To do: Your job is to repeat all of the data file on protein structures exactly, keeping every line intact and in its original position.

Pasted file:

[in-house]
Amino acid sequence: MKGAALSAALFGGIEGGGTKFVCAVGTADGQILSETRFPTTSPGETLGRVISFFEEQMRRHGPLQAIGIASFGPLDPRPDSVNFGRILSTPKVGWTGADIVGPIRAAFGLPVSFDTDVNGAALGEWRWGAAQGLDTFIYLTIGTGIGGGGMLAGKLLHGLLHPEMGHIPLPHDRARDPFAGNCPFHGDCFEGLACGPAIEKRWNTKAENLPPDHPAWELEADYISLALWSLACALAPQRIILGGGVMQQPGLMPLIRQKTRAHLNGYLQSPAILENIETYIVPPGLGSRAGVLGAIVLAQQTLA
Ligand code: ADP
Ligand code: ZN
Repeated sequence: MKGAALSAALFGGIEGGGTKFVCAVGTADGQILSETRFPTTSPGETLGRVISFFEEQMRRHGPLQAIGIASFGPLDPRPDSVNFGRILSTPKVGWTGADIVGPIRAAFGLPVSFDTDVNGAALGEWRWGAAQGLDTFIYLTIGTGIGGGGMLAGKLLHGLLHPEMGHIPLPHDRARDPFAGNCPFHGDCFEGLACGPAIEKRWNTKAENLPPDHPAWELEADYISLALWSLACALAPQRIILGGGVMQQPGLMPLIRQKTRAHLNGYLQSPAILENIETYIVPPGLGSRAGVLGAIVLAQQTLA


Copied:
[in-house]
Amino acid sequence: MKGAALSAALFGGIEGGGTKFVCAVGTADGQILSETRFPTTSPGETLGRVISFFEEQMRRHGPLQAIGIASFGPLDPRPDSVNFGRILSTPKVGWTGADIVGPIRAAFGLPVSFDTDVNGAALGEWRWGAAQGLDTFIYLTIGTGIGGGGMLAGKLLHGLLHPEMGHIPLPHDRARDPFAGNCPFHGDCFEGLACGPAIEKRWNTKAENLPPDHPAWELEADYISLALWSLACALAPQRIILGGGVMQQPGLMPLIRQKTRAHLNGYLQSPAILENIETYIVPPGLGSRAGVLGAIVLAQQTLA
Ligand code: ADP
Ligand code: ZN
Repeated sequence: MKGAALSAALFGGIEGGGTKFVCAVGTADGQILSETRFPTTSPGETLGRVISFFEEQMRRHGPLQAIGIASFGPLDPRPDSVNFGRILSTPKVGWTGADIVGPIRAAFGLPVSFDTDVNGAALGEWRWGAAQGLDTFIYLTIGTGIGGGGMLAGKLLHGLLHPEMGHIPLPHDRARDPFAGNCPFHGDCFEGLACGPAIEKRWNTKAENLPPDHPAWELEADYISLALWSLACALAPQRIILGGGVMQQPGLMPLIRQKTRAHLNGYLQSPAILENIETYIVPPGLGSRAGVLGAIVLAQQTLA